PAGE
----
| April 18, 2016
Dana Perino: A small-town girl with big dreams
The 2016 election cycle may go down in history as one of the most contentious presidential elections ever. We are inundated by the media with messages of fear, anger, and frustration about the direction of our country. But Dana Perino, former White Press Secretary, wants people to realize that “in America, nothing is ever as bad as it seems because we have the opportunity and capabilities to fix problems.”
In her book titled “And the Good News Is”, Dana shares with us her life’s journey of being a small-town girl with big dreams. According to Dana, the American Dream is alive and well for those who are willing to stay the course and fight for the principles that make this country great. To this point, she shares the story of her father’s family emigrating from Italy, fleeing poverty in search of a better life in America. Under the government’s Enlarged Homestead Act in 1909, they moved to Wyoming and found success in ranching.
Every person’s journey is met with obstacles and successes. Dana’s includes a love story, career ambitions, and relationships that make the journey worth fighting for. An exceptional storyteller, she walks us through the different stages in her life and the open doors of opportunity that led her to the White House. Her choices and opportunities ultimately led her to be the second woman to serve as Press Secretary, but the first Republican woman to hold that position. She shares with us her unlikely love story of finding her passion for media and government that led her to have clear and defined goals to achieve her life’s purpose. However, this didn’t come easy, as every worthwhile goal must be tackled with drive and determination.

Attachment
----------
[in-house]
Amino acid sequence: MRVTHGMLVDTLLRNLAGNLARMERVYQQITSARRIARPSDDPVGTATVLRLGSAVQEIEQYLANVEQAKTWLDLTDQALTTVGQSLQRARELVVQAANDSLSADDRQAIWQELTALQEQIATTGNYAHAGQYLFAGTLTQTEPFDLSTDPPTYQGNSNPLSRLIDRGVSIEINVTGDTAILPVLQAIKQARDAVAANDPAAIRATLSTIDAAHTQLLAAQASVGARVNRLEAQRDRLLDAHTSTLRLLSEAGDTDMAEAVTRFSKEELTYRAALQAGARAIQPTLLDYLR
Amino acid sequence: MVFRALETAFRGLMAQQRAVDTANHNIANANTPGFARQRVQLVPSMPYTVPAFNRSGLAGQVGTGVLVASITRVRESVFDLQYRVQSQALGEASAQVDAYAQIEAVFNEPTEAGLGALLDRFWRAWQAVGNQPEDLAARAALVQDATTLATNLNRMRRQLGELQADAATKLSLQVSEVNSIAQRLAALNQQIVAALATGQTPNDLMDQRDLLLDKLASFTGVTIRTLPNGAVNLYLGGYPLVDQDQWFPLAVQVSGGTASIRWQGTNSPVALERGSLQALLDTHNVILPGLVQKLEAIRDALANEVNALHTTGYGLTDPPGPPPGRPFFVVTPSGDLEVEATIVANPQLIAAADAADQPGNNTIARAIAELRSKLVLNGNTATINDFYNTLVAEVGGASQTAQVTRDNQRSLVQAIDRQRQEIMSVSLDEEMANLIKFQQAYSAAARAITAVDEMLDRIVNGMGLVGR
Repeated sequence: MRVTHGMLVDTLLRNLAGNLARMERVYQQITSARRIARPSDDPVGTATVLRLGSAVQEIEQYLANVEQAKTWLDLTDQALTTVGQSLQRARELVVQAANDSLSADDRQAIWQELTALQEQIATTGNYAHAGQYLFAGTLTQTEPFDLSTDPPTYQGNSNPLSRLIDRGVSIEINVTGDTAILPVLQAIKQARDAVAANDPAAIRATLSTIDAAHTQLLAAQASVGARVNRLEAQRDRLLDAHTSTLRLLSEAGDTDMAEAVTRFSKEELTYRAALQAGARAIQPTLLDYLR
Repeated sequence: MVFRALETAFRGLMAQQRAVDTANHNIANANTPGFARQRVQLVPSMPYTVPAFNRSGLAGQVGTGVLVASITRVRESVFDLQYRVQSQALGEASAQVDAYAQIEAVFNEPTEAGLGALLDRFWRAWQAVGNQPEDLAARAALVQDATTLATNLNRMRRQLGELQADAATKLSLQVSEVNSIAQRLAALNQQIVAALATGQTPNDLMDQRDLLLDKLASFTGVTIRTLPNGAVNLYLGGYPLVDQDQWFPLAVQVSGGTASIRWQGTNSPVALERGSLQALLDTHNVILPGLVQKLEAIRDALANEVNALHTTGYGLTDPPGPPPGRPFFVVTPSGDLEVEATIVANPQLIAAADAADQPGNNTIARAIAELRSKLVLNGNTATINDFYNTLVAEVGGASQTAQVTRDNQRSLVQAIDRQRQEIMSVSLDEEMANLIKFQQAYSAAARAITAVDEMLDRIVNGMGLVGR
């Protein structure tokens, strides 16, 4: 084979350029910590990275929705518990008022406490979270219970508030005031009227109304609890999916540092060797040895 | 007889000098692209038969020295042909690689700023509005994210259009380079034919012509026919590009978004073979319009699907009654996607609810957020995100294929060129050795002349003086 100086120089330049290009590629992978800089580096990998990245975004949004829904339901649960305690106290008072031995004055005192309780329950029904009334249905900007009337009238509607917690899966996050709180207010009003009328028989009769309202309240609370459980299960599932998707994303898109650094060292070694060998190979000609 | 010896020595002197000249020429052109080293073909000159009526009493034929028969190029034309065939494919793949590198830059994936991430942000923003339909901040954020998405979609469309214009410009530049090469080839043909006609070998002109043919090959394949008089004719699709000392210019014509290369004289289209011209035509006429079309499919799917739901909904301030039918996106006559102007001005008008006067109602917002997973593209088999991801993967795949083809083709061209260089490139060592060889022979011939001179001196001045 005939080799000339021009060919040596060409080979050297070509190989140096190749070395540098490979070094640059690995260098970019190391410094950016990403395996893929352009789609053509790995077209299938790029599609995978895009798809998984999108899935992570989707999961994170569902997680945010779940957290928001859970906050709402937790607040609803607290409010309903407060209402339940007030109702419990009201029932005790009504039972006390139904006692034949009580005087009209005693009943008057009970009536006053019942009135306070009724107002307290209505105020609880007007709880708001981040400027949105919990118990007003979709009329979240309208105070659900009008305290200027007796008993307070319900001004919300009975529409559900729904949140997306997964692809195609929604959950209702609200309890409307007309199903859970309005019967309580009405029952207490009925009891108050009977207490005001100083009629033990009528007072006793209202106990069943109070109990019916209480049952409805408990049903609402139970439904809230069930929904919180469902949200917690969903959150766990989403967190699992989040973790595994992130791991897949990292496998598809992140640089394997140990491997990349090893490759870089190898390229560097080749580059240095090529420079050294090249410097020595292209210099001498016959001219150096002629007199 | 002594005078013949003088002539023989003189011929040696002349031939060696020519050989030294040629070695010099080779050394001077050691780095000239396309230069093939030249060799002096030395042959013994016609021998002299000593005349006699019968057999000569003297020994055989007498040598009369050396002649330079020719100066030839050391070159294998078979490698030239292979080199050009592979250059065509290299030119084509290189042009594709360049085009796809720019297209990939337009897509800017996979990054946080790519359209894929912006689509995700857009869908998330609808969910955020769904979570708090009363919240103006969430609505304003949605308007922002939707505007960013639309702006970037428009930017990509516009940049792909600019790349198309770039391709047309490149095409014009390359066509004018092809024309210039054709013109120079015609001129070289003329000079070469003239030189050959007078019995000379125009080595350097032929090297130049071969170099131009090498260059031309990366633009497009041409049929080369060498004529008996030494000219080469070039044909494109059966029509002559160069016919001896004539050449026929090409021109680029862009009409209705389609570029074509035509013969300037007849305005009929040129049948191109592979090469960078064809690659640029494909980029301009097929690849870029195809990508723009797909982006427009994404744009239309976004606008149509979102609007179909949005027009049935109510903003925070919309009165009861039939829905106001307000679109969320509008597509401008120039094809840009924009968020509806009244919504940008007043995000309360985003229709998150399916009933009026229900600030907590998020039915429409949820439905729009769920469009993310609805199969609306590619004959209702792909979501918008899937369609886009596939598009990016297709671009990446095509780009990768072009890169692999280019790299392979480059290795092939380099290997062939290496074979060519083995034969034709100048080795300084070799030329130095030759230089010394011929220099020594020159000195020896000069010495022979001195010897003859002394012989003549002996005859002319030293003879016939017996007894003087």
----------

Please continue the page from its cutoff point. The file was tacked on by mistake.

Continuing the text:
Dana’s story of almost resigning right before she was asked to accept the position of White House Press Secretary reminds me of a quote from Thomas Edison: “Many of life’s failures are people who did not realize how close they were to success when they gave up.”
Dana provides great lessons and advice to this generation. She emphasizes the importance of having civility in our political discourse, making the intentional choice to not demonize the other person/group, and not resorting to name-calling. I encourage you to pick up her book and come meet her on May 12th at OCPA’s Citizenship Award Dinner in Oklahoma City.